The Red Kaganate

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First Century Sarmatian Belt from Astrakhan

Materials for this article come from Fedorov-Davydov, G.A. The Silk Road and the Cities of the Golden Horde, Zinat Press, Berkeley, Ca, 2001. The book may be ordered directly from Zinat Press - http://www.csen.org/Pubs_Sales_Reviews/Zinat%20Publications.html.
Photographs provided by Zinat Press and used by permission.

These are items from the rich tomb of a first century Sarmatian chieftan or priest, found near the village of Kosika, on the west bank of the Volga, 100 km above Astrakhan.
If I understood the relation between text and illustrations correctly, all of the items discussed below were related to the belt.

All are at the Astrakhan Historic Architectural Museum as of the time of book publication.

Two part Belt Buckle
Metal work is gold - forged, soldered, stamped, chased, and inlaid with colored stones and glass.

Length: 7 - 7.1 cm
Width: 3.1 - 3.4 cm
Height: 2.3 cm

Museum Inventory number: KP 35529

NOTE: In the book, both photos are described as different views of the same plate. However, looking at what seem to be slight differences between the objects shown, I believe the description is an error and the two photos are of the two separate plates.

Center animal is a hedgehog. There are two snakes along the sides with tails knotted together behind the hedgehog. Two griffin heads in front of the hedgehog (viewer's right on the image).
"At the back, each buckle has a soldered vertical plate, forming a small container with hinged lids".
Also at back, "an aperture for attaching to a belt and a hook for fastening."

Regarding the "small container" and the hedgehog, Fedorov-Davydov says:
The buckle plate "served as the base for a small vessel that was soldered to the buckles' inner side. These vessels may once have contained incense, sacred herbs, or liquids used in rituals. The Greek historian Herodotus wrote that it was customary among the Scythians to carry a vessel containing a sacred beverage on their belts. This practice apparently was also known among the Sarmatians and other Iranian tribes of the Eurasian steppe, and the hedgehog-shaped vessels affixed to the gala belt's buckles were designed to carry some such sacred beverage in front of the wearer. Depictions of hedgehogs are known in the art of Siberia and Central Asia at around the same time." (page 15)

Two Belt Ends

Cast gold with soldered drawn wire and cloisonne.

Length: 5 cm
Width: 1.4 cm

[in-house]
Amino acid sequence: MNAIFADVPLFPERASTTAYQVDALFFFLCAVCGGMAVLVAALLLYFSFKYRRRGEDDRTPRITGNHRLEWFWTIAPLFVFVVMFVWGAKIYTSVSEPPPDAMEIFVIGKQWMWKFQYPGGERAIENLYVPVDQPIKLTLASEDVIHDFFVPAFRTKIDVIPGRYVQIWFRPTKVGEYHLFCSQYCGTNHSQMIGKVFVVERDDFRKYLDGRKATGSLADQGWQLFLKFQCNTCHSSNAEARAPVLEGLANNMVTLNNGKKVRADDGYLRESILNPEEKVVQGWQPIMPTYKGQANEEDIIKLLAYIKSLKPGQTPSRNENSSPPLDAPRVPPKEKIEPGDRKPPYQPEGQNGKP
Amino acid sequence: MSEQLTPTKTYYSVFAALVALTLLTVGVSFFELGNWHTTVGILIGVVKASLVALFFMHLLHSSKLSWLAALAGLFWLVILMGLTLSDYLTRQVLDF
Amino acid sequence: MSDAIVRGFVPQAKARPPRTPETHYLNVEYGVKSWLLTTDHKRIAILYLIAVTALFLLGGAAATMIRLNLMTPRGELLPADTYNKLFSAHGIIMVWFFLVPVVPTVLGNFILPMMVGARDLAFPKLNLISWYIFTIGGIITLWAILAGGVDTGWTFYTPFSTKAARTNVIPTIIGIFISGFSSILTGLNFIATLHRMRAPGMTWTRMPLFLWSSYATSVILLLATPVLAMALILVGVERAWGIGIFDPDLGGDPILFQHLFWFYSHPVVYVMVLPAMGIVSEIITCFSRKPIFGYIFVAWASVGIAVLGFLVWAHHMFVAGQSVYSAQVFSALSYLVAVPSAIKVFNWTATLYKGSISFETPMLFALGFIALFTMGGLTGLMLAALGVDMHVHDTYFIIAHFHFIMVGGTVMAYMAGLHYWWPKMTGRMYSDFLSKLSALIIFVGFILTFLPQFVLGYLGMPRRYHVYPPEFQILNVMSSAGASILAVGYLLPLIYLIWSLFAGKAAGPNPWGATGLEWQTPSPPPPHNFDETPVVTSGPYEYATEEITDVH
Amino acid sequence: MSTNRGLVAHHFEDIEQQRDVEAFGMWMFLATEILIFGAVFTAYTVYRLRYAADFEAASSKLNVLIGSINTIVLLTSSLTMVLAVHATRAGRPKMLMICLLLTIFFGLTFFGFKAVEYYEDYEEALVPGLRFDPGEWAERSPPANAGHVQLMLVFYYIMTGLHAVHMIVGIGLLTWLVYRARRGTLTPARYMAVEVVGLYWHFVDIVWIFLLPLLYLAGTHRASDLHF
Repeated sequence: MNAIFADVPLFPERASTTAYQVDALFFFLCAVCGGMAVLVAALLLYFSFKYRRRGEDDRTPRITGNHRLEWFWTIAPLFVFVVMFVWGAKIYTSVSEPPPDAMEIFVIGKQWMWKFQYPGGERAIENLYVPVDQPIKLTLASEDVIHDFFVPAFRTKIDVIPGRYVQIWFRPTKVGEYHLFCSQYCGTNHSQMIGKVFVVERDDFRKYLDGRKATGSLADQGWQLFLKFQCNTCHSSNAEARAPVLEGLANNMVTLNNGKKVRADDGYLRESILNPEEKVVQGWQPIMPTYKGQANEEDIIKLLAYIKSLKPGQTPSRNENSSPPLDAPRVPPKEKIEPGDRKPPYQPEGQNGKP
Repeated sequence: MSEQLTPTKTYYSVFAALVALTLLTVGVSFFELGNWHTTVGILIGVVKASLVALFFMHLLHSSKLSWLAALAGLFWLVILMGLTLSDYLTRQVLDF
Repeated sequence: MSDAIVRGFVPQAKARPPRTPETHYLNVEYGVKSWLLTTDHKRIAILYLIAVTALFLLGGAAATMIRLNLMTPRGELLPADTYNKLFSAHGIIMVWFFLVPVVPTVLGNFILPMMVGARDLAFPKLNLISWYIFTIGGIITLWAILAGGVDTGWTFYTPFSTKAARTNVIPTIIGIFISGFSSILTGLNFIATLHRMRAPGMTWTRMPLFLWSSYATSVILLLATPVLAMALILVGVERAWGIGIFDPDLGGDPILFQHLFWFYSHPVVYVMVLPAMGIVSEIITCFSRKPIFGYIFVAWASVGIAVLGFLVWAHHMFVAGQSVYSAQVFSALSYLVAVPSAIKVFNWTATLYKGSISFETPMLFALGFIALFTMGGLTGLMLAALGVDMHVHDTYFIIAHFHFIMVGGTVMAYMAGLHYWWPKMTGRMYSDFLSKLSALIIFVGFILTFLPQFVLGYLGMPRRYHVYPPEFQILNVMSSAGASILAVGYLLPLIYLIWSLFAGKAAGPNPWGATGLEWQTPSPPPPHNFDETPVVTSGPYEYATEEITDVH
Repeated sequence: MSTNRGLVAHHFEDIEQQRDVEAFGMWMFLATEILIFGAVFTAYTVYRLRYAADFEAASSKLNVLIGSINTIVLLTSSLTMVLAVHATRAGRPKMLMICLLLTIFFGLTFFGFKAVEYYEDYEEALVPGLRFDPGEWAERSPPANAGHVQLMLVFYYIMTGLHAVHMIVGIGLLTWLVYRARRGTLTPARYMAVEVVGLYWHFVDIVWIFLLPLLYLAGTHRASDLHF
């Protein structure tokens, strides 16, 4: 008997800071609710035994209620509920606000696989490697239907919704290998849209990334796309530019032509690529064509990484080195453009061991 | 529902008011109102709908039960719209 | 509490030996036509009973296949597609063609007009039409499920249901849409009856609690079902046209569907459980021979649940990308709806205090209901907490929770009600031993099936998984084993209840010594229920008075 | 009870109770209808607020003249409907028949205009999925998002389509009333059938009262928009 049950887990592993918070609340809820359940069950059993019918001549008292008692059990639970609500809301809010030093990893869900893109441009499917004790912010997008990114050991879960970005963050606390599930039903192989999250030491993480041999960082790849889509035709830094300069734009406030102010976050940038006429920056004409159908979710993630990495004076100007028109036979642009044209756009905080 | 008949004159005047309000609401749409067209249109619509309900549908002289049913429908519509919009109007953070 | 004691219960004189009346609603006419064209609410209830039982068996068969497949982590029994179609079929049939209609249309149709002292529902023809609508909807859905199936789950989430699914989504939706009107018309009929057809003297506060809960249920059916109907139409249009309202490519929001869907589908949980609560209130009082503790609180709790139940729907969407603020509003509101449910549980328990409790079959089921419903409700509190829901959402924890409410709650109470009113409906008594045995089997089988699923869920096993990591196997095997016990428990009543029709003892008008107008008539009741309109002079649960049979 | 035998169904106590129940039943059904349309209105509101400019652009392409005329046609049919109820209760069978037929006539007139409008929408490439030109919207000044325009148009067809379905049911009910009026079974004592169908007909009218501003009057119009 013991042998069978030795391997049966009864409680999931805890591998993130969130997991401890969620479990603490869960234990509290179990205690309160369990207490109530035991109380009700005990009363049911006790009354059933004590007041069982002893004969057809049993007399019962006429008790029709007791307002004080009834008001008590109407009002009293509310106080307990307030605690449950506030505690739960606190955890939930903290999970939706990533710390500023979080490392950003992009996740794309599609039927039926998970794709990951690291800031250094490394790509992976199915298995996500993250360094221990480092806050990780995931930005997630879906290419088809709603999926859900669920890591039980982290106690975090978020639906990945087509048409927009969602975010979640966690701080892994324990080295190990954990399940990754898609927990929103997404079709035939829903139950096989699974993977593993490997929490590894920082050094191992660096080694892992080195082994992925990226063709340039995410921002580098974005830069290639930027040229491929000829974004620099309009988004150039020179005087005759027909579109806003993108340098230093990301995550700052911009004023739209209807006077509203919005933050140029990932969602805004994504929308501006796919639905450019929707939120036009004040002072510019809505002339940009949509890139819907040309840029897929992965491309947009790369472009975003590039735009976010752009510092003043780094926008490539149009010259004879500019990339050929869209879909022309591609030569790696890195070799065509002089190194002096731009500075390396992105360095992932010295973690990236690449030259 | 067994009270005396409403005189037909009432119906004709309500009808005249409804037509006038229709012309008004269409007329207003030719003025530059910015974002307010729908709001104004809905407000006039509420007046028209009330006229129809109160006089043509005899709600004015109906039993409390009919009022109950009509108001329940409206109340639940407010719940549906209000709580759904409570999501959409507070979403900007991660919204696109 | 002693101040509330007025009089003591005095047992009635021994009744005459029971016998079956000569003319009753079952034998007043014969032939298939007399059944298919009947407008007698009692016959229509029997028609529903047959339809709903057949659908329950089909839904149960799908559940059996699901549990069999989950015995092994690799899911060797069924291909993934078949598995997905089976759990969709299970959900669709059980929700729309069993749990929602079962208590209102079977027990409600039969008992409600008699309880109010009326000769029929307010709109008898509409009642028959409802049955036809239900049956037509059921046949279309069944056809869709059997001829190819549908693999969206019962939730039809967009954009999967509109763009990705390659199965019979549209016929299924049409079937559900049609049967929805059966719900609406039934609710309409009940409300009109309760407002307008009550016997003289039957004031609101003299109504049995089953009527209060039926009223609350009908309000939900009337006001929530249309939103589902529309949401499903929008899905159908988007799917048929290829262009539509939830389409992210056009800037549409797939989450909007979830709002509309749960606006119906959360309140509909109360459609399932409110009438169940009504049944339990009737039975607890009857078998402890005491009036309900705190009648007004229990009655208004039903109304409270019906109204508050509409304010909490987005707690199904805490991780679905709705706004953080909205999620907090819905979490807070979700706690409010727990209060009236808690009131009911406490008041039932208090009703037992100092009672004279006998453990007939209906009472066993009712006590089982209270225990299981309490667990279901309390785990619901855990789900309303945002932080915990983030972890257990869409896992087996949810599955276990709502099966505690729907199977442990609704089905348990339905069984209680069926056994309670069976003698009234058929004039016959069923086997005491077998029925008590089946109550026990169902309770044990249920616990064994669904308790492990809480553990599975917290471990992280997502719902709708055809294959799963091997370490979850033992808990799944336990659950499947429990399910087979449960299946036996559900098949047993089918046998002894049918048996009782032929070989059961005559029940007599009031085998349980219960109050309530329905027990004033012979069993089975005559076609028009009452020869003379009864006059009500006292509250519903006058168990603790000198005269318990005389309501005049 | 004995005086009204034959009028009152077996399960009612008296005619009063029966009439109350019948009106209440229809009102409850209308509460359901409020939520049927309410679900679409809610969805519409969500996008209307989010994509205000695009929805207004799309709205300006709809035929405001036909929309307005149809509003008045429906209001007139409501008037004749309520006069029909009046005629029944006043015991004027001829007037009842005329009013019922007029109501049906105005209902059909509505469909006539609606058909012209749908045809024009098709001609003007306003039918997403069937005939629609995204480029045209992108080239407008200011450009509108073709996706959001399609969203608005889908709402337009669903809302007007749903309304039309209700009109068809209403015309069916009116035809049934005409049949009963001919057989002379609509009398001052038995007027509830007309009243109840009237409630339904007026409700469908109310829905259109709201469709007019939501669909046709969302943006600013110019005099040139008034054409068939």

Depth: 0.4 cm

Museum Inventory number: KP 35538
NOTE: The inventory number may be incorrect, as it is the same as that listed for the "zoomorphic finial" (see below).

"Aperture on one end for inserting ...leather belt and prongs for fastening the plate to the other end." (page 148)
NOTE: Judging from image -- perhaps the description should have the aperture and prongs at the same end.

NOTE: It is infered from context that these and the buckle belong to the same belt harness (perhaps pendant strap ends). But this is not clear.

Four "ornaments from a harness"

Cast gold with soldered drawn wire.
There is a boss on the front and a loop on the back.

Diameter: 4.7 cm
Height (or depth): 1.3 cm (excluding loop)

Museum Inventory number: KP 35603, 35604, 35605, 35606

NOTE: It is infered from context that these plates belong to the belt harness. But this is not clear.

Whetstone finial

Stamped gold, shaped as a predator's head. Flat deocrative stones had been mounted in the ears and eyes. There is a suspension ring at the top.
The stone itself is a "greyish-yellowish-greenish stone of jade type".

Length: 21.2 cm
Width: 2.1 cm

Museum Inventory number: KP 40921

NOTE: It is infered from context that this item belongs with the belt harness. But this is not clear.

Finial for a bone object

A gold cylinder with one end capped with a plate and the fragment of a bone object inside.
Plate is forged and hammered and decorated with drawn wire soldered on.

Diameter: 1.7 cm
Height: 5 cm

Museum Inventory number: KP 40675

NOTE: It is infered from context that this item belongs with the belt harness. But this is not clear.

Finial of "zoomorphic form"

Forged, stamped gold with soldered wire and cap. Originally was inlaid with stones or glass.
"In the form of a horse head or wolf head ...was attached with nails" (the text does not indicate what this was attached to).

Length: 4.3 cm
Width: 11 cm
Museum Inventory number: KP 35538
NOTE: The inventory number may be incorrect, as it is the same as that listed for the Belt Ends (see above).

NOTE: It is infered from context that this item belongs with the belt harness. But this is not clear.

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